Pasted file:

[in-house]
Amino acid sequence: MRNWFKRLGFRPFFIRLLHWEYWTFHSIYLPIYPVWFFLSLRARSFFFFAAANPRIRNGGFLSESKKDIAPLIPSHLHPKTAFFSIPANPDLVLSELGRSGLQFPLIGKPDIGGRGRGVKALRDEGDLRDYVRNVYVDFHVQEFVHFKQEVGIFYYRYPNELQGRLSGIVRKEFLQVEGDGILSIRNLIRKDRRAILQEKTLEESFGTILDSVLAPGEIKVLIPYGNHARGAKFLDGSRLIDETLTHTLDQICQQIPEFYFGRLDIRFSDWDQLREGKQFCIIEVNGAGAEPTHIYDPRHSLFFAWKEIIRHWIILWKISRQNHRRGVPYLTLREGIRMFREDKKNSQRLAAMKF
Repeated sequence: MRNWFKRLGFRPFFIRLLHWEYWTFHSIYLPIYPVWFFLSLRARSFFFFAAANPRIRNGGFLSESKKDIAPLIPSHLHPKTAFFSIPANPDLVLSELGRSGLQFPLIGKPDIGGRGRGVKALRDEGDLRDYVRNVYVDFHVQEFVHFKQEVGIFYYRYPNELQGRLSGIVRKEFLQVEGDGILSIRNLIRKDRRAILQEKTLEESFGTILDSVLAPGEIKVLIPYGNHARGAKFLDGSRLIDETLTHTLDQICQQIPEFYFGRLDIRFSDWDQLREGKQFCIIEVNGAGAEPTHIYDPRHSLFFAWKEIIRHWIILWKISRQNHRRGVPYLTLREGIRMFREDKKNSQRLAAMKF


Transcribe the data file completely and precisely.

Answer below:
[in-house]
Amino acid sequence: MRNWFKRLGFRPFFIRLLHWEYWTFHSIYLPIYPVWFFLSLRARSFFFFAAANPRIRNGGFLSESKKDIAPLIPSHLHPKTAFFSIPANPDLVLSELGRSGLQFPLIGKPDIGGRGRGVKALRDEGDLRDYVRNVYVDFHVQEFVHFKQEVGIFYYRYPNELQGRLSGIVRKEFLQVEGDGILSIRNLIRKDRRAILQEKTLEESFGTILDSVLAPGEIKVLIPYGNHARGAKFLDGSRLIDETLTHTLDQICQQIPEFYFGRLDIRFSDWDQLREGKQFCIIEVNGAGAEPTHIYDPRHSLFFAWKEIIRHWIILWKISRQNHRRGVPYLTLREGIRMFREDKKNSQRLAAMKF
Repeated sequence: MRNWFKRLGFRPFFIRLLHWEYWTFHSIYLPIYPVWFFLSLRARSFFFFAAANPRIRNGGFLSESKKDIAPLIPSHLHPKTAFFSIPANPDLVLSELGRSGLQFPLIGKPDIGGRGRGVKALRDEGDLRDYVRNVYVDFHVQEFVHFKQEVGIFYYRYPNELQGRLSGIVRKEFLQVEGDGILSIRNLIRKDRRAILQEKTLEESFGTILDSVLAPGEIKVLIPYGNHARGAKFLDGSRLIDETLTHTLDQICQQIPEFYFGRLDIRFSDWDQLREGKQFCIIEVNGAGAEPTHIYDPRHSLFFAWKEIIRHWIILWKISRQNHRRGVPYLTLREGIRMFREDKKNSQRLAAMKF